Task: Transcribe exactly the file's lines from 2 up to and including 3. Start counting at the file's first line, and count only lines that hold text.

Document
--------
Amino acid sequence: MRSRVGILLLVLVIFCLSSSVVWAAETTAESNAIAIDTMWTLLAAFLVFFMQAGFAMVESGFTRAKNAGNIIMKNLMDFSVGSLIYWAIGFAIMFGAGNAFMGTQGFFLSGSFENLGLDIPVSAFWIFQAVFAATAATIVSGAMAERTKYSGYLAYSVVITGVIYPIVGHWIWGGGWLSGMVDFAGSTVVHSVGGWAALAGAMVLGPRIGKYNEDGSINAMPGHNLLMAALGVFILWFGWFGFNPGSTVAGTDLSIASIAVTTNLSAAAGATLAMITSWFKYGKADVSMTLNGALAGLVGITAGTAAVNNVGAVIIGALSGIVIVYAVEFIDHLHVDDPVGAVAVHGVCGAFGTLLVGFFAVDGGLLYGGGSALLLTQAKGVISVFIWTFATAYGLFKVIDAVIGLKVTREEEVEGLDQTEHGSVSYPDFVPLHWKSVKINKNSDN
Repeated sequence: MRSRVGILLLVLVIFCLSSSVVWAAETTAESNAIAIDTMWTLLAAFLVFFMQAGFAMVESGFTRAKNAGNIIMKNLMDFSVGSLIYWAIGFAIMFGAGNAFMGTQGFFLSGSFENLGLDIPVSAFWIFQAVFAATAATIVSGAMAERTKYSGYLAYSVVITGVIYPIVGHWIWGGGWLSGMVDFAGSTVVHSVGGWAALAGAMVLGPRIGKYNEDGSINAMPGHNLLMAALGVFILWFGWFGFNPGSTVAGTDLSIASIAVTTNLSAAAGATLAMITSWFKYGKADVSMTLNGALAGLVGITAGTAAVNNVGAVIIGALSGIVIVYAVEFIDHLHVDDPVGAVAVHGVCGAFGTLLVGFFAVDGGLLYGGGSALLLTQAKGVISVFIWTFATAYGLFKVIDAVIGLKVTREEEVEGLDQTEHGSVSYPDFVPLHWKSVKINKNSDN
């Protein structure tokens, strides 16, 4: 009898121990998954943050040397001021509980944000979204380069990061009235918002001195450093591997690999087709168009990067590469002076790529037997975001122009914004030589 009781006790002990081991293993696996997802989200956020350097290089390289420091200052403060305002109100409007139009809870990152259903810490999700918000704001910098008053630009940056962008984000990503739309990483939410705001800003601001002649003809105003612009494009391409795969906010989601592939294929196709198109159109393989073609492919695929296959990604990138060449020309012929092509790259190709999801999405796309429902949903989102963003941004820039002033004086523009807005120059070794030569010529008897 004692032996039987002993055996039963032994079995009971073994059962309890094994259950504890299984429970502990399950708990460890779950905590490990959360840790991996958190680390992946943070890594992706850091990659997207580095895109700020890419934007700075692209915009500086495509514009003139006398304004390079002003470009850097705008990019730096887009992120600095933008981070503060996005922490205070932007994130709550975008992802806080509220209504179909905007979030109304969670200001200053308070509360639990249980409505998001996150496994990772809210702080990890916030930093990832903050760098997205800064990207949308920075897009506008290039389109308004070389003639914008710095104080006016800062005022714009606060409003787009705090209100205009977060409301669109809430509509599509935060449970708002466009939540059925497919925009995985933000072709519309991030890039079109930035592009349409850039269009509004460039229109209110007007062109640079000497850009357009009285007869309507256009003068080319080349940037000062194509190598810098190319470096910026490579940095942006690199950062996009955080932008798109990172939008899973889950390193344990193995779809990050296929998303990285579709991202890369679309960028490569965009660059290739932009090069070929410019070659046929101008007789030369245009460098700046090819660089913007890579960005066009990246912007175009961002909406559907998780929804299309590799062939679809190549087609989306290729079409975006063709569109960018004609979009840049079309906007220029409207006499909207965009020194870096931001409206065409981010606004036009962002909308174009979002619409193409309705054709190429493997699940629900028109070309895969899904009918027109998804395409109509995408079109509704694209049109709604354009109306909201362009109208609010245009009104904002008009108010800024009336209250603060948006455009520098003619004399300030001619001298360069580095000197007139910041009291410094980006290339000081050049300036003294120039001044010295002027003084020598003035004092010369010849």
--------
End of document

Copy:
Repeated sequence: MRSRVGILLLVLVIFCLSSSVVWAAETTAESNAIAIDTMWTLLAAFLVFFMQAGFAMVESGFTRAKNAGNIIMKNLMDFSVGSLIYWAIGFAIMFGAGNAFMGTQGFFLSGSFENLGLDIPVSAFWIFQAVFAATAATIVSGAMAERTKYSGYLAYSVVITGVIYPIVGHWIWGGGWLSGMVDFAGSTVVHSVGGWAALAGAMVLGPRIGKYNEDGSINAMPGHNLLMAALGVFILWFGWFGFNPGSTVAGTDLSIASIAVTTNLSAAAGATLAMITSWFKYGKADVSMTLNGALAGLVGITAGTAAVNNVGAVIIGALSGIVIVYAVEFIDHLHVDDPVGAVAVHGVCGAFGTLLVGFFAVDGGLLYGGGSALLLTQAKGVISVFIWTFATAYGLFKVIDAVIGLKVTREEEVEGLDQTEHGSVSYPDFVPLHWKSVKINKNSDN
């Protein structure tokens, strides 16, 4: 009898121990998954943050040397001021509980944000979204380069990061009235918002001195450093591997690999087709168009990067590469002076790529037997975001122009914004030589 009781006790002990081991293993696996997802989200956020350097290089390289420091200052403060305002109100409007139009809870990152259903810490999700918000704001910098008053630009940056962008984000990503739309990483939410705001800003601001002649003809105003612009494009391409795969906010989601592939294929196709198109159109393989073609492919695929296959990604990138060449020309012929092509790259190709999801999405796309429902949903989102963003941004820039002033004086523009807005120059070794030569010529008897 004692032996039987002993055996039963032994079995009971073994059962309890094994259950504890299984429970502990399950708990460890779950905590490990959360840790991996958190680390992946943070890594992706850091990659997207580095895109700020890419934007700075692209915009500086495509514009003139006398304004390079002003470009850097705008990019730096887009992120600095933008981070503060996005922490205070932007994130709550975008992802806080509220209504179909905007979030109304969670200001200053308070509360639990249980409505998001996150496994990772809210702080990890916030930093990832903050760098997205800064990207949308920075897009506008290039389109308004070389003639914008710095104080006016800062005022714009606060409003787009705090209100205009977060409301669109809430509509599509935060449970708002466009939540059925497919925009995985933000072709519309991030890039079109930035592009349409850039269009509004460039229109209110007007062109640079000497850009357009009285007869309507256009003068080319080349940037000062194509190598810098190319470096910026490579940095942006690199950062996009955080932008798109990172939008899973889950390193344990193995779809990050296929998303990285579709991202890369679309960028490569965009660059290739932009090069070929410019070659046929101008007789030369245009460098700046090819660089913007890579960005066009990246912007175009961002909406559907998780929804299309590799062939679809190549087609989306290729079409975006063709569109960018004609979009840049079309906007220029409207006499909207965009020194870096931001409206065409981010606004036009962002909308174009979002619409193409309705054709190429493997699940629900028109070309895969899904009918027109998804395409109509995408079109509704694209049109709604354009109306909201362009109208609010245009009104904002008009108010800024009336209250603060948006455009520098003619004399300030001619001298360069580095000197007139910041009291410094980006290339000081050049300036003294120039001044010295002027003084020598003035004092010369010849």